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Wednesday, March 31, 2010


The final chapters of Part 3 reveals Aglaia's desire to marry Myshkin and the latter's willingness to consent.  At the beginning of Part 4, Ganya is informed by his sister Adelaida of the engagement, and, surprisingly, does not appear to be perturbed by the revelation.  Though in love with Aglaia himself, Ganya resignedly accepts the ensuing marriage as a done deal.   Instead, he is more worried about his father being found out a thief. 

Ganya is a man of "violent and envious cravings," desperately desiring "to prove to himself that he [is] a man of great independence."  He has given up his job as secretary to General Epanchin and has no idea what to do now, though he feels he will have success of some significance.  Myshkin identified him in Part 1 as one who strongly desires to be original.  Marrying Natasya  was one attempt at originality, having no love for her and only desiring the monetary gains to be enjoyed by the match.  The lack of originality causes 'the continual mortification of his vanity" to be even  greater.

Why is Aglaia not interested in Ganya?  One only need to remember her recitation of "The Poor Knight" to know what attracts her to Myshkin.  Myshkin grasped an ideal and believed in it, despite what others said.  There is no ideal in mind for Ganya.  As a matter of fact, one is not sure what he really stands for.  The arranged marriage with Natasya shows he is corruptible.  There is no innocent quality about him like there is about Myshkin.

Thursday, March 25, 2010

Holbein's Christ

Ippolit continues his explanation by describing his encounter with Rogozhin.  The two only recently met, and, despite Ippolit's declaring how different they are, one similarity they share is their aversion to Myshkin.  Though Ippolit chooses not to disclose the details of their conversation, one figures Myshkin must be an explored topic.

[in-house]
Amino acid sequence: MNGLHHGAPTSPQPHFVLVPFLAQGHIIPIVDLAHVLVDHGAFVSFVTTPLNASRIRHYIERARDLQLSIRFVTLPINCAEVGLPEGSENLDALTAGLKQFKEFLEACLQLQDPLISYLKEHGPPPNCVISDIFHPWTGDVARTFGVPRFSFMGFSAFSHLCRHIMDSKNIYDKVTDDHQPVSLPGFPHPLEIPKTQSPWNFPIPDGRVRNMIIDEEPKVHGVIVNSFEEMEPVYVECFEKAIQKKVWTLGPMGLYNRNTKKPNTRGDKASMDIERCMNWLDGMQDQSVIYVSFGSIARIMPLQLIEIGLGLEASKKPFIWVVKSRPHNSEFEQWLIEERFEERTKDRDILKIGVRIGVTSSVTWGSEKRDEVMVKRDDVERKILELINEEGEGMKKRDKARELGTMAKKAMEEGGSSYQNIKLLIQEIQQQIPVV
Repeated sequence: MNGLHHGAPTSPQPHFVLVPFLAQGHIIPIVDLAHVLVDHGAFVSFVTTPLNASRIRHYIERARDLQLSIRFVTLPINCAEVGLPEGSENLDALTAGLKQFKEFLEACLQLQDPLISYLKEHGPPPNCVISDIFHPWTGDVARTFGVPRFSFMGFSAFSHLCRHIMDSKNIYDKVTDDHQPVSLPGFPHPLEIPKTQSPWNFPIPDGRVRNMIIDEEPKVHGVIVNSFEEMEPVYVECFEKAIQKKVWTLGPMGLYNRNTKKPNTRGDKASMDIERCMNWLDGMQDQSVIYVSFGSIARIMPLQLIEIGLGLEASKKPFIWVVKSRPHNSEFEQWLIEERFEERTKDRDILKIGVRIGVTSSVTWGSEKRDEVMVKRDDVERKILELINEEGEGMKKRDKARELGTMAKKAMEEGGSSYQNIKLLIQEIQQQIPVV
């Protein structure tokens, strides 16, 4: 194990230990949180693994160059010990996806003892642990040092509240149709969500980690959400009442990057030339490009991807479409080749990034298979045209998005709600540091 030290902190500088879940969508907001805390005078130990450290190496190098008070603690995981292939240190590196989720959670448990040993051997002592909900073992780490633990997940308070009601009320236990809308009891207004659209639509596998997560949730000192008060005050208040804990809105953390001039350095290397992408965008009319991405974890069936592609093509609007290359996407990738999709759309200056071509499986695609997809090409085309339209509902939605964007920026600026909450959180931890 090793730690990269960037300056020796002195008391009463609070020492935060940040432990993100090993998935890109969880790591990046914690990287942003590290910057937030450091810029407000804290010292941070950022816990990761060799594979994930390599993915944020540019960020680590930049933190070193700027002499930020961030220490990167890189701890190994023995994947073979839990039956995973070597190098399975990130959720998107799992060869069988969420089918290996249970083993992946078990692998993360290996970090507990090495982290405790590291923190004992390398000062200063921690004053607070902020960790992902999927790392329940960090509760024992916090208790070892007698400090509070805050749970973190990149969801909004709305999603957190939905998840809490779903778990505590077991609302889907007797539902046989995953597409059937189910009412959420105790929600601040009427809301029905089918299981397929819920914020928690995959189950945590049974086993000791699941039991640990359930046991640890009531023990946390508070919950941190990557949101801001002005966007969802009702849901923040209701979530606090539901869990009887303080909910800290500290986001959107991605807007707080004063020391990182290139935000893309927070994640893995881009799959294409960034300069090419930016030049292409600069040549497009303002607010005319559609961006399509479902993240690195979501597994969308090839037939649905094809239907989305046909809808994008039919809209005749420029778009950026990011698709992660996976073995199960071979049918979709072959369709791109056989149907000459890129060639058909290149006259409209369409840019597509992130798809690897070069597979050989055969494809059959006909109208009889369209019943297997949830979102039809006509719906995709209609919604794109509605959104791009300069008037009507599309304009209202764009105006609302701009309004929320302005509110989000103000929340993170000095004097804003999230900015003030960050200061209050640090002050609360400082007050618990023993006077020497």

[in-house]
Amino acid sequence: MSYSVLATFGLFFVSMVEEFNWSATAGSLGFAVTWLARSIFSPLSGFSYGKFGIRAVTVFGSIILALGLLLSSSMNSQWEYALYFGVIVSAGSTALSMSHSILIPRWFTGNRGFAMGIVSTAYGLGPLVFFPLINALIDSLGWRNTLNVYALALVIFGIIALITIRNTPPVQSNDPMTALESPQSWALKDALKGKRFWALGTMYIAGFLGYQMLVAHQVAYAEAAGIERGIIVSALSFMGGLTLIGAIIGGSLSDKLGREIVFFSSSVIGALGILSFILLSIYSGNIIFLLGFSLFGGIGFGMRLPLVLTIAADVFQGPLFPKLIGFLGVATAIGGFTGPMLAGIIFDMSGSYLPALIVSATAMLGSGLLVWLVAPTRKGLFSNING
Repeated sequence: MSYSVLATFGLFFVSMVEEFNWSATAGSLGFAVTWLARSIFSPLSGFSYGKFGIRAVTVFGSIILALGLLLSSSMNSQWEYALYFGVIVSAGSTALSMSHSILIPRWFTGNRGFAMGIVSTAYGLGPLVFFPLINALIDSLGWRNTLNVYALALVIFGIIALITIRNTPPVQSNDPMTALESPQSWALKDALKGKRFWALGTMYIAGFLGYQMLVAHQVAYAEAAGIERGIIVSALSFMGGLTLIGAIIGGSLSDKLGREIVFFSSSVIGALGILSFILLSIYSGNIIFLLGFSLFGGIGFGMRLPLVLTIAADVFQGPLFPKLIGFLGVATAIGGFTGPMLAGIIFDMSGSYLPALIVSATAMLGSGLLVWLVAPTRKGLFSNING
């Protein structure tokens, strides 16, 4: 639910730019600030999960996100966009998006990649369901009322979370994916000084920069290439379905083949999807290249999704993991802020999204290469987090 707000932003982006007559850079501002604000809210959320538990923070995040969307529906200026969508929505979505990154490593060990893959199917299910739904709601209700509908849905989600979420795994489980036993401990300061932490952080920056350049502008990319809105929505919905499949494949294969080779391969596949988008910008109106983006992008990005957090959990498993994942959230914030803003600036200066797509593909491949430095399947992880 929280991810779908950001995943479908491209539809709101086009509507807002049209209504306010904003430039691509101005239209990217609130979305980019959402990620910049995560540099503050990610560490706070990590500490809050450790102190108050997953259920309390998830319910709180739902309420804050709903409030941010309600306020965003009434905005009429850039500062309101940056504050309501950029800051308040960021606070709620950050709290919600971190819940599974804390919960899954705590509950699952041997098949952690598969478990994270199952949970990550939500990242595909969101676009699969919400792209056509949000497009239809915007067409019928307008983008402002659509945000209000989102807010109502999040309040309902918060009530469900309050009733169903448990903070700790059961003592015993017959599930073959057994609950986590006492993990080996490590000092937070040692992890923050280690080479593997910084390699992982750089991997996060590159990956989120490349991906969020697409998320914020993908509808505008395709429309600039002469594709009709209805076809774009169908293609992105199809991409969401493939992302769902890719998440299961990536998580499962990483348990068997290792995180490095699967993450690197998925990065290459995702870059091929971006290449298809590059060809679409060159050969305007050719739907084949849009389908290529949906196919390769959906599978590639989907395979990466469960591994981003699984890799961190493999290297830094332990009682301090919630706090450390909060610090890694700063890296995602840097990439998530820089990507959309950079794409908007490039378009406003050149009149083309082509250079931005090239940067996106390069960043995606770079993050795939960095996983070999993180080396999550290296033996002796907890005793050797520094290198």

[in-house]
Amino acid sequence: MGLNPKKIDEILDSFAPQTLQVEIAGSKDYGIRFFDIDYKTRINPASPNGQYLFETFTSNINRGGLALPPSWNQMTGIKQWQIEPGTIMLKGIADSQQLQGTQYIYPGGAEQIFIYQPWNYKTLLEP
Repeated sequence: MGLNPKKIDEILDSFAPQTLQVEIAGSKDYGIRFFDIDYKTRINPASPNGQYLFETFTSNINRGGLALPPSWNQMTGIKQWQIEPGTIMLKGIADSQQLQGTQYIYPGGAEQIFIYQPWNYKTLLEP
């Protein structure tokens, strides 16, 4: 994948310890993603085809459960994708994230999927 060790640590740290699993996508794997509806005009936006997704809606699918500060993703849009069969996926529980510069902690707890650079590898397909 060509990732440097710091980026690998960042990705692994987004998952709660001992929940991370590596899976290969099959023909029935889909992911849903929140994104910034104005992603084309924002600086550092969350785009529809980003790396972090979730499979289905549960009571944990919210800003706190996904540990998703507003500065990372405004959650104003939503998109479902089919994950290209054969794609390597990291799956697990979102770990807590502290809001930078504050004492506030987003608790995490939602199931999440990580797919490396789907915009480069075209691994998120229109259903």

Ippolit accompanies Rogozhin to his home and comments that it is "like a graveyard."  Not only does this description correspond with Myshkin's description but it contrasts directly with Ippolit's earlier pursuit of life.  Now he is making acquaintence with a potential murderer who obviously does not value life.  While at Rogozhin's home, Ippolit also notices the Holbein painting and is captivated by it.  He notes how other artists have painted Christ in the beauty of his sacrifice but Holbein's work has "no trace of beauty."  Instead, there is agony in every detail, having the "look of suffering in the face."  Ippolit does not understand how nature, which he calls "a merciless, dumb beast," could be so cruel to a perfect being.  Christ is depicted devoid of divinity, not appearing as the Son of God but as an individual recently beaten to death. 

The painting is shocking to Ippolit and changes his view of his situation.  Whereas before he was drawn to life and living things, this depiction of the death of Jesus has caused him to question the value of life.  He longer wants to live and wants to bring about his own death faster than it is currently progressing, deciding, therefore, to commit suicide at dawn, though his attempt is unsuccessful.  This change in Ippolit is provoked by the painting, though Rogozhin is also responsible as one who seems to be enshrouded in death.

Tuesday, March 23, 2010

Life Among the Trees

Ippolit shows up at Myshkin's villa and delivers his "Essential Explanation," his final thoughts before he dies.  He begins by explaining his reason for coming to Pavlovsk.  At first he was content to lay in his bed in St. Petersberg and die alone, having no desire to experience life any longer.  His only view of the outside world was Meyer's brick wall outside his window.  Nevertheless, he was invited to Pavlovsk by Myshkin, not to die but to live.  This statement changed his entire perspective, so that he went Pavlovsk to see people and the trees, leaving behind Meyer's wall.

Ippolit became attracted to living things, instead of the inanimate wall.  He began talking to his best friend Kolya about other people's lives.  He became greatly interested in how people used the life they were given.  He states, "I clutched at life, I wanted to live."  He tried to grasp how people could be unhappy while they still had life.  He describes Surikov, a widowed man that lives in poverty whose baby daughter froze to death.  Even in his unfortunate condition, Surikov still has life:  "If he's alive he has everything in his power.  Whose fault is it if he doesn't understand that?"  Ippolit is almost envious of his condition because he still has the ability live.